Here is what you are asking of a commercial loan company.
Let's say you find a property in Brooklyn for $1 Million. You plan on putting down 25% or $250k.
The Mortgage, presumably would be $750k. Now, this is suspect because generally, in NYC, for these large loans, the LTV won't be at 75%. Generally, from my own research, it's at 65% or even lower. But if there is a NYC Commercial Lender for Residential properties in the 1-4 Unit range that can offer that at a reasonable rate, then please reply.
Either case, I'm going to humor the concept that we can do 75% LTV. So that means $250k down, $750k loan.
If we say that the commercial loan rate would be 6%, then the Payment of P&I would be $4,497 Amortized at 30 years. Now this is suspect too as I have been quoted between 20 and 25 years for Amortization purposes when investigating.
Either case, I'll humor that as well.
Now we'll get to the Debt Service Coverage Ratio (DSCR). Normally, the DSCR is 1.2 HOWEVER, again, in NYC for these higher loan amounts, the quotes I was getting is more like 1.25 to 1.3 at best.
Either case, I'll humor that as well!
With a DSCR of 1.2, Daniel's friend would need to cover at least a Net Operating Income (rents minus expenses) of $5,396 per month.
This is where it just doesn't work.
For a $1 Million, you cannot get a decent property in Brooklyn where you can generate that kind of NOI.
If you look at my Revenues and Expense column, you'll see that the Property must generate $3,307 for each of 2 apts in that building for $1 Million. For a 2 Unit Building these days, $1 Million doesn't go far. Trying to find a 2 Family building that averages out $3.3k per apt is VERY difficult for $1 Million.
If it's 4 apts, then you would need an average of $1,653 each apt with those typical expenses. However, I would bump up the expenses a bit more for a 4 Family and say that you would need to get around $1,800 per apt for a 4 Family.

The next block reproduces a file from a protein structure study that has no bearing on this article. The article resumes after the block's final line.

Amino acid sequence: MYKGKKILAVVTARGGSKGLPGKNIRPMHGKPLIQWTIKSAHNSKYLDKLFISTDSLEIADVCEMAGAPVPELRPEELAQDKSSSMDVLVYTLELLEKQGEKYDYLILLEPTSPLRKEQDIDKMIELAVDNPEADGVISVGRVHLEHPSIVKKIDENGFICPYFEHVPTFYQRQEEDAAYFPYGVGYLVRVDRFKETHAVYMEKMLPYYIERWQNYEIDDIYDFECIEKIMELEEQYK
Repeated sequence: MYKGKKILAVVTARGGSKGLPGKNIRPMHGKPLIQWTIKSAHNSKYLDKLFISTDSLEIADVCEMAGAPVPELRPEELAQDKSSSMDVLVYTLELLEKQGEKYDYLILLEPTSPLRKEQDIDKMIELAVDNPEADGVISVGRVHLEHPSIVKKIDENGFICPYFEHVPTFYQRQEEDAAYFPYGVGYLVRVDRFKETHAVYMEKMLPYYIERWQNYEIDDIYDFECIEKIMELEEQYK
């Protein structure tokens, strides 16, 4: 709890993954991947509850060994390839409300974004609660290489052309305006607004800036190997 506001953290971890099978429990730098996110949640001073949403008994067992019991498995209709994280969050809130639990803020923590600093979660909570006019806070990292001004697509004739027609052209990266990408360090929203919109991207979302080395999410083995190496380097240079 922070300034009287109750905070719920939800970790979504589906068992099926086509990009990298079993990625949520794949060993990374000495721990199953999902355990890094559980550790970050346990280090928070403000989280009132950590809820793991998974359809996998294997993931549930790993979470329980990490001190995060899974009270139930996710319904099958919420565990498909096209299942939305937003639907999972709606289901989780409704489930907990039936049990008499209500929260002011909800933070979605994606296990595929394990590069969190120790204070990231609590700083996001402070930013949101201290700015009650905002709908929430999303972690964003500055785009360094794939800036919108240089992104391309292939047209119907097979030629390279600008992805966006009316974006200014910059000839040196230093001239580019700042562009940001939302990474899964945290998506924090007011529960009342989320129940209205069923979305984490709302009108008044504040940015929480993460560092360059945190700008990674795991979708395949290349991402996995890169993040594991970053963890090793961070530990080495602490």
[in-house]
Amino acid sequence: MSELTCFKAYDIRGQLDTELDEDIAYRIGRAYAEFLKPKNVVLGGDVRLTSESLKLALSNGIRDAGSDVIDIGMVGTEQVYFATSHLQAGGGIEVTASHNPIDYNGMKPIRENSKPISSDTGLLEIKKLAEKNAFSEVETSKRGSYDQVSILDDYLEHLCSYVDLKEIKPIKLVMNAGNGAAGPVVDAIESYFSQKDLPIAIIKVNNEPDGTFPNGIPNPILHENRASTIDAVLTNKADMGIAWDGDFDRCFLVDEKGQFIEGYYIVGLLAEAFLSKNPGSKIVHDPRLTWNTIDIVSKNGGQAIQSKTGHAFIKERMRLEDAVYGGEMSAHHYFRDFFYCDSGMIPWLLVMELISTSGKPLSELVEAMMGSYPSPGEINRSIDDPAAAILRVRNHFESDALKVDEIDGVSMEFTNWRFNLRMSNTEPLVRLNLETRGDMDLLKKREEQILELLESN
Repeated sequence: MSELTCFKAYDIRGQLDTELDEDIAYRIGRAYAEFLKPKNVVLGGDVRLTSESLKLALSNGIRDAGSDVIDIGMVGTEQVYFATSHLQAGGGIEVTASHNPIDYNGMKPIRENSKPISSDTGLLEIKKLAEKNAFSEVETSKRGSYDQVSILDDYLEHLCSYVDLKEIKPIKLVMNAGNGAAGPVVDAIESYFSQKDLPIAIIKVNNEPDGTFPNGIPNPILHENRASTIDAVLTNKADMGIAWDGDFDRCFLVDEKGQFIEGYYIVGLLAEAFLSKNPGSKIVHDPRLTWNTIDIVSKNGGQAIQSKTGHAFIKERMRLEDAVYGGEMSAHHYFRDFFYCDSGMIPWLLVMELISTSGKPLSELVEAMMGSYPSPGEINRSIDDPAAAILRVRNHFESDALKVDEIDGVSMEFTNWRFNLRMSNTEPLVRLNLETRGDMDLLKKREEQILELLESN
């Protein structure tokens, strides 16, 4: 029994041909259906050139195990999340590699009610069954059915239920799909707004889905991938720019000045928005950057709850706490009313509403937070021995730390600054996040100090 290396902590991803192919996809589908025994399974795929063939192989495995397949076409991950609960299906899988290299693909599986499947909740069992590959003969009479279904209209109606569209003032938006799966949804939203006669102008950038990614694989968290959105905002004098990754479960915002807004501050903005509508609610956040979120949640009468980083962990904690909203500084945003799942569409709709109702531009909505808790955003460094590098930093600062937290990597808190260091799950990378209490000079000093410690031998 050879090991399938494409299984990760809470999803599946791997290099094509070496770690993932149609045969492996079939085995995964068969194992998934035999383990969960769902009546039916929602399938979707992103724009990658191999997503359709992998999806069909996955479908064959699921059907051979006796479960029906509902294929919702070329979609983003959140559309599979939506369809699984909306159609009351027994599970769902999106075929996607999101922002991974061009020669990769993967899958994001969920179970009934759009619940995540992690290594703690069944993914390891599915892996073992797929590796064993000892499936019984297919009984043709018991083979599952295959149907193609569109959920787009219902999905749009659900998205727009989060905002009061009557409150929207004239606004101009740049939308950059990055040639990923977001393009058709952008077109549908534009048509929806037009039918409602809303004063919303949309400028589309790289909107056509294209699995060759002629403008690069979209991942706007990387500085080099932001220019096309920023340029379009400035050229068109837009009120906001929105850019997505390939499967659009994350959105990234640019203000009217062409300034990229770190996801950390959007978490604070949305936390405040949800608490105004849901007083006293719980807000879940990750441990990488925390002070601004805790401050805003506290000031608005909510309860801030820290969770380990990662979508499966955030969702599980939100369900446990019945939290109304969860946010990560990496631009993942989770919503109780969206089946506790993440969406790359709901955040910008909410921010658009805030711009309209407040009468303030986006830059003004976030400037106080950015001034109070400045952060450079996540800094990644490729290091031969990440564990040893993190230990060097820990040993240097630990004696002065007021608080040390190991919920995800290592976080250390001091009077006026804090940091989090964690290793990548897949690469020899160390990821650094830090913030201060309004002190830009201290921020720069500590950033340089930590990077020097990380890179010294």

Furthermore, 4 Family Apts with that cheap rents (for NYC, that's cheap rent), you will probably be looking at rent stabilzed apts in the building. That's something I refuse to deal with. But that's up to your friend.
Sorry, but these kinds of numbers are not here in NYC in general, unless you are buying in risky areas or Area where the appreciations is low in comparison to typically what you get in NYC. So maybe these numbers can work in say, Canarsie and Far Rockaway... MAYBE. But that's not my cup of tea.
I would say stay away from those risky areas because the NYC Tenant / Landlord laws are so biased to Tenants that I would suggest you include Legal fees in your Expense column.
Anyway, that's my 2 cents.
It really depends on the price point and what the tax returns are showing.
HI @Daniel C. Can your friend do a cash out refi on any of his current properties? I know Bed-Stuy has been appreciating like crazy. They're probably worth 50% more than he paid for them if he got them 10 years ago. Message me if you want to discuss. I use a lender that is much more flexible than traditional banks.